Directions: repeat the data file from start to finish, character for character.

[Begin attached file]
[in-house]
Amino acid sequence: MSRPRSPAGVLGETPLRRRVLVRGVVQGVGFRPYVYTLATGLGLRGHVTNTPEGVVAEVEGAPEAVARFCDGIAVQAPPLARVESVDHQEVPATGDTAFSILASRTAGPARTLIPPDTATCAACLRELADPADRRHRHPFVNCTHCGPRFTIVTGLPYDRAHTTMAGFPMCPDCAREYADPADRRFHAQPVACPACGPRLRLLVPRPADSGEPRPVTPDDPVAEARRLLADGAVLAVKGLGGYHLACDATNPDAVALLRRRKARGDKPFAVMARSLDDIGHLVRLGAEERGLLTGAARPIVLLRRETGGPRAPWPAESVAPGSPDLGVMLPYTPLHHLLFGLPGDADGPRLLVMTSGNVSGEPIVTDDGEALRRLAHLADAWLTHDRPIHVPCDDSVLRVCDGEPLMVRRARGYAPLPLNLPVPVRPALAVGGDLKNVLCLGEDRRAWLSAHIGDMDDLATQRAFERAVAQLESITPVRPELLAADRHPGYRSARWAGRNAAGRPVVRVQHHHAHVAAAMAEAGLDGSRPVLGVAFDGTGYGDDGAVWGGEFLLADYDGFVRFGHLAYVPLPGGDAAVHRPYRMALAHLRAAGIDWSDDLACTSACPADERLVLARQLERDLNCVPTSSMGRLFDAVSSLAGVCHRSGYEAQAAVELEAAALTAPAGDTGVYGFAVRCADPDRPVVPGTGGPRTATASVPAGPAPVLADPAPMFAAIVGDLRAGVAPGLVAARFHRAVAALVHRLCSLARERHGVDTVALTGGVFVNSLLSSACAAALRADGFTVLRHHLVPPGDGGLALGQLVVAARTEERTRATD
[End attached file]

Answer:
[in-house]
Amino acid sequence: MSRPRSPAGVLGETPLRRRVLVRGVVQGVGFRPYVYTLATGLGLRGHVTNTPEGVVAEVEGAPEAVARFCDGIAVQAPPLARVESVDHQEVPATGDTAFSILASRTAGPARTLIPPDTATCAACLRELADPADRRHRHPFVNCTHCGPRFTIVTGLPYDRAHTTMAGFPMCPDCAREYADPADRRFHAQPVACPACGPRLRLLVPRPADSGEPRPVTPDDPVAEARRLLADGAVLAVKGLGGYHLACDATNPDAVALLRRRKARGDKPFAVMARSLDDIGHLVRLGAEERGLLTGAARPIVLLRRETGGPRAPWPAESVAPGSPDLGVMLPYTPLHHLLFGLPGDADGPRLLVMTSGNVSGEPIVTDDGEALRRLAHLADAWLTHDRPIHVPCDDSVLRVCDGEPLMVRRARGYAPLPLNLPVPVRPALAVGGDLKNVLCLGEDRRAWLSAHIGDMDDLATQRAFERAVAQLESITPVRPELLAADRHPGYRSARWAGRNAAGRPVVRVQHHHAHVAAAMAEAGLDGSRPVLGVAFDGTGYGDDGAVWGGEFLLADYDGFVRFGHLAYVPLPGGDAAVHRPYRMALAHLRAAGIDWSDDLACTSACPADERLVLARQLERDLNCVPTSSMGRLFDAVSSLAGVCHRSGYEAQAAVELEAAALTAPAGDTGVYGFAVRCADPDRPVVPGTGGPRTATASVPAGPAPVLADPAPMFAAIVGDLRAGVAPGLVAARFHRAVAALVHRLCSLARERHGVDTVALTGGVFVNSLLSSACAAALRADGFTVLRHHLVPPGDGGLALGQLVVAARTEERTRATD